Greenland ice sheet melting can cool subtropics, alter climate

ANN ARBOR — A new study finds evidence that the last time Earth was as warm as it is today, cold freshwater from a melting Greenland ice sheet circulated in the Atlantic Ocean as far south as Bermuda, elevating sea levels and altering the ocean’s climate and ecosystems.

The research shows a large pulse of cold freshwater covered the North Atlantic for a brief period of time about 125,000 years ago. The freshwater likely came from meltwater from the Greenland ice sheet and severely disrupted Atlantic Ocean circulation, likely killing coral reefs, flooding North America and chilling northern Europe, according to the study.

Fossilized shells of sea snails from Bermuda's southern coast were used in a University of Michigan-led study of past ocean temperatures. Image credit: Ian Winkelstern

Fossilized shells of sea snails from Bermuda’s southern coast were used in a University of Michigan-led study of past ocean temperatures. Image credit: Ian Winkelstern

The study is published online in Paleoceanography, a journal of the American Geophysical Union. The lead author of the paper is University of Michigan climate scientist Ian Winkelstern, a postdoctoral researcher in the Department of Earth and Environmental Sciences.

The study is believed to be the first to record ocean temperature changes during this melting event that occurred during the last interglacial period, the time between the last two ice ages.

Large meltwater events like this one have occurred in Earth’s past, but they usually happen when large continental ice sheets melt at the end of an ice age. But the new study shows melting of the Greenland ice sheet alone is enough to drive large changes in ocean circulation, according to the study’s authors.

Continued melting of Greenland in the coming decades could have similar effects, such as shutting down the Gulf Stream, decimating coral reefs in Bermuda and altering the climate of northern Europe, Winkelstern said.

“If a big enough chunk of Greenland falls off, which has clearly happened in the past and has clearly caused these dramatic changes in the past, there’s no reason to think it couldn’t happen again,” he said. “We’re doing a pretty good job of melting it right now.”

During the last interglacial period, Earth’s climate was about as warm as it is today. Winkelstern and his team set out to study Bermuda’s climate during this period to better understand what might happen as the planet warms. Bermuda is in the North Atlantic but is bathed in water from the Gulf Stream, an ocean current carrying warm water northward from the Gulf of Mexico, making it a good place to study past ocean conditions.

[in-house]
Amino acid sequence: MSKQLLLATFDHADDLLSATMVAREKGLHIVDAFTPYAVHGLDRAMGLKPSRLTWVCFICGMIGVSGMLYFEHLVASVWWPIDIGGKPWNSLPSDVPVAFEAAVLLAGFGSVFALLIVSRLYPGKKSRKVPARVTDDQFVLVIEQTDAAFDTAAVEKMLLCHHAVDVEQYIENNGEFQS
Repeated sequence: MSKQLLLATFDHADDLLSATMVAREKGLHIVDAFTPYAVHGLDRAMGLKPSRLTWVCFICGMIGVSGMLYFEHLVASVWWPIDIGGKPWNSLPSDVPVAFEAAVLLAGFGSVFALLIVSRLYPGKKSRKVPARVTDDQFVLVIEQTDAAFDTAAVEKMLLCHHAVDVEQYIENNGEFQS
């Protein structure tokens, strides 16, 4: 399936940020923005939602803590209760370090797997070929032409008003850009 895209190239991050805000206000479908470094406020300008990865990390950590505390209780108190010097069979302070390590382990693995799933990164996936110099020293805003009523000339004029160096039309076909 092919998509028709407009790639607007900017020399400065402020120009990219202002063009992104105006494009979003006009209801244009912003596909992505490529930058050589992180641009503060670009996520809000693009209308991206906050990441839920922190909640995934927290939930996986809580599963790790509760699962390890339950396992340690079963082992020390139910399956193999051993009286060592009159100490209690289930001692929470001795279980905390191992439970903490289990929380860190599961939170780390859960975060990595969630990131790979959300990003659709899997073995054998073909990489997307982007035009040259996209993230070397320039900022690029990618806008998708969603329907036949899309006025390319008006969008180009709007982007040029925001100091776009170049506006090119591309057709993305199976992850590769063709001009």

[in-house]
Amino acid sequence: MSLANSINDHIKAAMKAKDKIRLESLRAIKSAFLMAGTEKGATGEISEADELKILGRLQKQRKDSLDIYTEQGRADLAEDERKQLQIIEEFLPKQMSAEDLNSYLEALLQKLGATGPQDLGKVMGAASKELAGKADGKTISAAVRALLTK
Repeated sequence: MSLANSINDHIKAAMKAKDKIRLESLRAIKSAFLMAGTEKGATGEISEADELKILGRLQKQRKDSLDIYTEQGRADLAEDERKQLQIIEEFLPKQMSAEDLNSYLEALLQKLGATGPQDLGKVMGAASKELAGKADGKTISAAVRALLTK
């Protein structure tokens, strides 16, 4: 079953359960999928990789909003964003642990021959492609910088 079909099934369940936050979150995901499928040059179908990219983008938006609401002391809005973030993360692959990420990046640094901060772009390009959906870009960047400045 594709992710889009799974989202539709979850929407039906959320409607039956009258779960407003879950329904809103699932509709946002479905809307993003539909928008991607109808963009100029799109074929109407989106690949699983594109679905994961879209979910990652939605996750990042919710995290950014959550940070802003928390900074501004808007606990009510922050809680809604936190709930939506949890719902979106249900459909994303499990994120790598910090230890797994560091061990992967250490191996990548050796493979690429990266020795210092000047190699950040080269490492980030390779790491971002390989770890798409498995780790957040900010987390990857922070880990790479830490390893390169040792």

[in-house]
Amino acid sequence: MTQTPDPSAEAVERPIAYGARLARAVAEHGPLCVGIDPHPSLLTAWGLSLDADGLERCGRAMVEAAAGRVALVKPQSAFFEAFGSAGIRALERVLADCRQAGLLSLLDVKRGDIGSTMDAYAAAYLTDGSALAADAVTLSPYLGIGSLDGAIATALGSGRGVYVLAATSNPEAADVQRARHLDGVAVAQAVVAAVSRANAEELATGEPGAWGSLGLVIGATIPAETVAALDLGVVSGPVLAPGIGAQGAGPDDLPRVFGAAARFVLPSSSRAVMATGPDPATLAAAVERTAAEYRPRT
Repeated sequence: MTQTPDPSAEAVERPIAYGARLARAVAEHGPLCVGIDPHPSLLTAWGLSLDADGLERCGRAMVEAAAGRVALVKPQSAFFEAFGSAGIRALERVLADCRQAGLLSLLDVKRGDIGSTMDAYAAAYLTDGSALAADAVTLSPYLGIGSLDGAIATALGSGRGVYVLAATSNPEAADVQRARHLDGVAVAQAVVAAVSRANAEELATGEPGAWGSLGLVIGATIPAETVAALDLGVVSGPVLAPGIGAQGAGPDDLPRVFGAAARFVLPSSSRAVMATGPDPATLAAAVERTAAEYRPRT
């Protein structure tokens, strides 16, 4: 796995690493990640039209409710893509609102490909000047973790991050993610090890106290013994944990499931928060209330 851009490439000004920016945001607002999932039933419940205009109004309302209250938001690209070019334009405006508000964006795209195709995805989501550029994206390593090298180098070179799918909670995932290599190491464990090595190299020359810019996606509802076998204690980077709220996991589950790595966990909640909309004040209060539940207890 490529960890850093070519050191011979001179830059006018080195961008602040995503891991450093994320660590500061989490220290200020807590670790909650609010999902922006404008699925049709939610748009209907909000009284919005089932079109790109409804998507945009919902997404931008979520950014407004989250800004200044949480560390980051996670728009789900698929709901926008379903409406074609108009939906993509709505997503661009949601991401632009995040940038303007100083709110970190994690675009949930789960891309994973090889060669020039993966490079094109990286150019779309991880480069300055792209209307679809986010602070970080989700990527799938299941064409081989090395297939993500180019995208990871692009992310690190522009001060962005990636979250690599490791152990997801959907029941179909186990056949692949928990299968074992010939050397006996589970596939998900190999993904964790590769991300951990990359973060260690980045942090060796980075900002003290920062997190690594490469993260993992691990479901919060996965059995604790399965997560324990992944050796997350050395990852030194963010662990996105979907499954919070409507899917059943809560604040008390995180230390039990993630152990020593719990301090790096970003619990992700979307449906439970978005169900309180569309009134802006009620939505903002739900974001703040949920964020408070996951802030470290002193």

The researchers dug up fossilized shells of sea snails that lived during the last interglacial in two bays on Bermuda’s southern coast. They used the proportion of heavy carbon and heavy oxygen in the snails’ shells to calculate the temperature of the water at which the shells formed. The team compared the heavy carbon and oxygen ratios in the fossils to ratios in shells from live snails to compare water temperatures from the last interglacial to today.

In one of the bays, the researchers found the fossil shells formed in water roughly the same temperature as Bermuda’s water today. But surprisingly, at the other bay, they found the fossil shells formed in water about 10 degrees Celsius (18 degrees Fahrenheit) colder and slightly less salty than today’s ocean water.

The fossils from the two bays are at most only a few thousand years apart in age, meaning a large pulse of cold water must have briefly covered the North Atlantic during the last interglacial, according to Winkelstern. And the only place for that freshwater to come from during that time would be meltwater from the Greenland ice sheet, he said. The new research does not quantify how much water came from Greenland, but it was enough to disrupt ocean circulation, Winkelstern said.

While this meltwater event is not unprecedented, it hasn’t been picked up in geological records like ocean cores because it was too short to be detected by these methods, Winkelstern said.

“In general, the last interglacial was warm throughout,” he said. “But what we think we’ve captured here is this relatively brief, on the order of decades to centuries, event, where the North Atlantic was very cold and the Gulf Stream was not transporting much warm water at all.”

The results show dramatic climate shifts are possible with continued warming, including large-scale changes in ocean circulation, Winkelstern said. Increased meltwater from Greenland could possibly disrupt or shut down the Atlantic Meridional Overturning Circulation, the conveyor belt transporting warm ocean water from the tropics to the North Atlantic and cold water from the North Atlantic to the equator.

“The cold conditions recorded by these shells are therefore most likely showing us what the effects of rapid melting of the Greenland ice sheet can be,” Winkelstern said. “Since anthropogenic warming is currently melting the Greenland ice sheet at an accelerating pace, these results offer a potential glimpse into a future where sufficient melting has occurred to cause AMOC shutdown.”

The other authors of the Paleoceanography paper are Kyger Lohmann and Sierra Petersen of the U-M Department of Earth and Environmental Sciences, Mark Rowe of the University of London, William Defliese of the University of California, Los Angeles, and Aaron Brewer of the University of Washington.

The work was supported by a National Science Foundation grant awarded to Lohmann and by a U-M Rackham Graduate School student grant awarded to Winkelstern.

*Source: University of Michigan

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